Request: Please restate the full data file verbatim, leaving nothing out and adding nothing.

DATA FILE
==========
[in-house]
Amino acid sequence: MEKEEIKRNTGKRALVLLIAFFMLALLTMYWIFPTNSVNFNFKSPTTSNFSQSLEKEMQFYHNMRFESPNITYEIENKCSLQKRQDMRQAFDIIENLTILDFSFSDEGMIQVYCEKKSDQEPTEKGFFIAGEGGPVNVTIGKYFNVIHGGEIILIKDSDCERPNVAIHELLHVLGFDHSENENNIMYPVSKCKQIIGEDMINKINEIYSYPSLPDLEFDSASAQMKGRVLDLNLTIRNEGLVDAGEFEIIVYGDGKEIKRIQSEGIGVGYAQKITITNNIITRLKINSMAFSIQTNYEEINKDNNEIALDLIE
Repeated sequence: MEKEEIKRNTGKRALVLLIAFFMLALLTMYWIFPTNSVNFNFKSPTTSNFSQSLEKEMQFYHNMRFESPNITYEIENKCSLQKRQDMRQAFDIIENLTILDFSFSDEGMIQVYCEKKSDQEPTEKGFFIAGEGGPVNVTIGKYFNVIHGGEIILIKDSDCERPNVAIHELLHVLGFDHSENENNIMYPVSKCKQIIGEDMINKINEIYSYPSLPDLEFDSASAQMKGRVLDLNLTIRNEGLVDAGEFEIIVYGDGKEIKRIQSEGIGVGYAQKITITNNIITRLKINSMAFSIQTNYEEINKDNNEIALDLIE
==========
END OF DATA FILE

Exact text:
[in-house]
Amino acid sequence: MEKEEIKRNTGKRALVLLIAFFMLALLTMYWIFPTNSVNFNFKSPTTSNFSQSLEKEMQFYHNMRFESPNITYEIENKCSLQKRQDMRQAFDIIENLTILDFSFSDEGMIQVYCEKKSDQEPTEKGFFIAGEGGPVNVTIGKYFNVIHGGEIILIKDSDCERPNVAIHELLHVLGFDHSENENNIMYPVSKCKQIIGEDMINKINEIYSYPSLPDLEFDSASAQMKGRVLDLNLTIRNEGLVDAGEFEIIVYGDGKEIKRIQSEGIGVGYAQKITITNNIITRLKINSMAFSIQTNYEEINKDNNEIALDLIE
Repeated sequence: MEKEEIKRNTGKRALVLLIAFFMLALLTMYWIFPTNSVNFNFKSPTTSNFSQSLEKEMQFYHNMRFESPNITYEIENKCSLQKRQDMRQAFDIIENLTILDFSFSDEGMIQVYCEKKSDQEPTEKGFFIAGEGGPVNVTIGKYFNVIHGGEIILIKDSDCERPNVAIHELLHVLGFDHSENENNIMYPVSKCKQIIGEDMINKINEIYSYPSLPDLEFDSASAQMKGRVLDLNLTIRNEGLVDAGEFEIIVYGDGKEIKRIQSEGIGVGYAQKITITNNIITRLKINSMAFSIQTNYEEINKDNNEIALDLIE